It was a regular class with more charts on the walls than actual paint and a blackboard that was almost always covered with a dust of chalk, the sediments pooled on the floor and lining the wall beneath the board.

Our wooden benches were long and had a make-shift table attached, with an open space in between the seats we sat on and where we kept our books to write; a space where we kept all of our stationery and books not yet in use. It was two persons to a bench – and he was my seat partner.

He was slightly bigger than me with a complexion that was as dark as I was light. Our teacher used to call us Milk and Milo, even though we didn’t earn those nicknames from our skin colouring.

He was such a lousy kid. He would take my pencils, which I loved keeping sharpened because you never know when you’ll need another during class work, and he would break out the lead or snap the stick into two. He enjoyed misplacing my things, reveled in copying my work, no matter how much I tried to cover my book. As a Primary School student, I really hated sharing my school work with others. And then, sometimes – which was more often than I’d love to admit – when he didn’t get what he wanted, he would pinch me or push me and I’d yell at him with all of my might. I was five and in Primary One. At that age, my voice was about as loud as a static, and to get due attention, I had to yell.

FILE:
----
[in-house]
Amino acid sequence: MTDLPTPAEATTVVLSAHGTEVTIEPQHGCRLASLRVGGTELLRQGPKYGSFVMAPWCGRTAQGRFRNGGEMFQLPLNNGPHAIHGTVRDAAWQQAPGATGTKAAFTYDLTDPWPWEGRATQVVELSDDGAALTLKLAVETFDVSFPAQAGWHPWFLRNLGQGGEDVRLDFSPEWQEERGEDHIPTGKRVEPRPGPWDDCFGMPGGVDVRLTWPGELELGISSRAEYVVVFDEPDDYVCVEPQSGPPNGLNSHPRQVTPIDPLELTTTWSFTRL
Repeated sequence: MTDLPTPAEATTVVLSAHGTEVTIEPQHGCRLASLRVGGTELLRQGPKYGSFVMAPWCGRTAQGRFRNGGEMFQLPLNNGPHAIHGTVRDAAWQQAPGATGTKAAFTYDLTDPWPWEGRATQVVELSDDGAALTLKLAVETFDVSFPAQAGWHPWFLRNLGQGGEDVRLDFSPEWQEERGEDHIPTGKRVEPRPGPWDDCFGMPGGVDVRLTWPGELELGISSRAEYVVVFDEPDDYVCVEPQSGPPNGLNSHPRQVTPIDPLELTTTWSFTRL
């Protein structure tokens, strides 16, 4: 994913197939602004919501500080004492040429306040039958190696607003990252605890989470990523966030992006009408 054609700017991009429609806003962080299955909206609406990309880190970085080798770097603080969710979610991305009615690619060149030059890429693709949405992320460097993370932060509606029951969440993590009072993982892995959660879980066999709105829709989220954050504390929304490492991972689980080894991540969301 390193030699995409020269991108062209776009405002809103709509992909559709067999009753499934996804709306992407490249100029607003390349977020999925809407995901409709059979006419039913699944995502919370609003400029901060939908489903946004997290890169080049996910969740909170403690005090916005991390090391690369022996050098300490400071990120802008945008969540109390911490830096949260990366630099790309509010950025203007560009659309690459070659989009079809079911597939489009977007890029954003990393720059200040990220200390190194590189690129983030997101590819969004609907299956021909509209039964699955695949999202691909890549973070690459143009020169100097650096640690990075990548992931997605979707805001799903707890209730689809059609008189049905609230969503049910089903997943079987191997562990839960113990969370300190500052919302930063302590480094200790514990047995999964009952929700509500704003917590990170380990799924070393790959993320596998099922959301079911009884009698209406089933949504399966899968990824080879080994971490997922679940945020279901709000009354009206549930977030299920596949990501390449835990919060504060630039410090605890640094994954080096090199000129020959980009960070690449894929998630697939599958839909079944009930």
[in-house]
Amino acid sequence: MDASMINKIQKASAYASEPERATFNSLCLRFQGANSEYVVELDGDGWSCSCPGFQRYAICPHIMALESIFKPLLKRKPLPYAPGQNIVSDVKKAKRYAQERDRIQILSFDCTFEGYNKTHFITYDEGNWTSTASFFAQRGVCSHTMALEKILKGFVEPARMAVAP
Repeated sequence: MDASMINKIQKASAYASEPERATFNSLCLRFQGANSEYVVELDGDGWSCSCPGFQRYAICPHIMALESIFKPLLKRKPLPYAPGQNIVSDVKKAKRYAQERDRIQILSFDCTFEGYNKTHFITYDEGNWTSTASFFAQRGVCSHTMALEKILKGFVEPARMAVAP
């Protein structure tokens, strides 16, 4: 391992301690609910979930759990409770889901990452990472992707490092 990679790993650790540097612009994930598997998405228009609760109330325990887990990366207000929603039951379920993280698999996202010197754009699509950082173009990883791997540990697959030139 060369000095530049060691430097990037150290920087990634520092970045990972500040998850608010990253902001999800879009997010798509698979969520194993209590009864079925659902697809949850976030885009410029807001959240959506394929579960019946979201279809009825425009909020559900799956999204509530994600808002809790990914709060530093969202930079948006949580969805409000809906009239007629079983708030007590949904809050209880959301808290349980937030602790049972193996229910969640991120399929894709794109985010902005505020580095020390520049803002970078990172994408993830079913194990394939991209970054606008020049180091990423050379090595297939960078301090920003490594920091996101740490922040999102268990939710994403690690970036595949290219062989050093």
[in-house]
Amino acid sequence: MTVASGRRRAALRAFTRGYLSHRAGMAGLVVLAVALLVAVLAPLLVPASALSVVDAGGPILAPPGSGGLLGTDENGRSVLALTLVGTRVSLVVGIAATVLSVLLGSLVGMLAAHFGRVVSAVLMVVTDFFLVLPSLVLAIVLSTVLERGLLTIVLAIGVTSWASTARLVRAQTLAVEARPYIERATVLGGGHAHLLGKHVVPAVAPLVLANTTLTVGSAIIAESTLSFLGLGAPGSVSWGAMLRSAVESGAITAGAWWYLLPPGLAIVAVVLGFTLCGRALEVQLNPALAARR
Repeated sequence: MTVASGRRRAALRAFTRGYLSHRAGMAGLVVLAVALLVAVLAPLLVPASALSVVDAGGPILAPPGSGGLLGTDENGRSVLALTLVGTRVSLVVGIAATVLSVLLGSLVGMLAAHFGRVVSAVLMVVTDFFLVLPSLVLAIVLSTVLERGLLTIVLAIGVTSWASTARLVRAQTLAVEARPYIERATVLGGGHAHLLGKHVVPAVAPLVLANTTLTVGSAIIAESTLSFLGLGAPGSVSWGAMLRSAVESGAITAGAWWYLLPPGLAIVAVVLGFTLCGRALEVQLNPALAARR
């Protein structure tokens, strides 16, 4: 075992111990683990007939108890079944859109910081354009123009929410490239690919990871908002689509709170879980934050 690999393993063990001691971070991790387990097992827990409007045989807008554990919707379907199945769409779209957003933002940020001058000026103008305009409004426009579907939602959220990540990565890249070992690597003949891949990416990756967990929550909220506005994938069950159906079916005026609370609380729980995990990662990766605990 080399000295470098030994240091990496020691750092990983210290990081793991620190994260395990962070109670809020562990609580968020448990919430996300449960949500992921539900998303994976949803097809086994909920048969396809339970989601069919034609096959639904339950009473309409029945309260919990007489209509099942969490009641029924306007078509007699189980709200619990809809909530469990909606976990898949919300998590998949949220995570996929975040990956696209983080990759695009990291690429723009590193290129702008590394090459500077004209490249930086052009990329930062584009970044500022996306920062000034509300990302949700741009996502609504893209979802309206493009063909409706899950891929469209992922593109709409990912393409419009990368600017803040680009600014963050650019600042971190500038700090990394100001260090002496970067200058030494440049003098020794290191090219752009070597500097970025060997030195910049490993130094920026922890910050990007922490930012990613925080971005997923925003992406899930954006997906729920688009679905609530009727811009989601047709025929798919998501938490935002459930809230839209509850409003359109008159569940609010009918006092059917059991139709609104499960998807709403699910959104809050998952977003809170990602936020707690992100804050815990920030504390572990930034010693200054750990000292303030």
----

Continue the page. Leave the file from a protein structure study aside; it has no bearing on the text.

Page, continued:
It was because of this constant kerfuffle that our teacher noticed us. It was then our complexions that made it easier to identify us as beverages instead of with our names, Delle and Somto. But she refused to separate us into different seats. For some reason, despite the fact that Somto was clearly driving me insane, she made us remain seat partners. Perhaps, she figured, in the way of traditional thinking, that putting a child that did good academically with one who didn’t would help the latter.

However, as these things are sometimes wont to happen, our relationship as seat partners got better over time. I learned to adjust to Somto’s mischief and he learned to recognise when I wasn’t in the mood to have my pencils broken.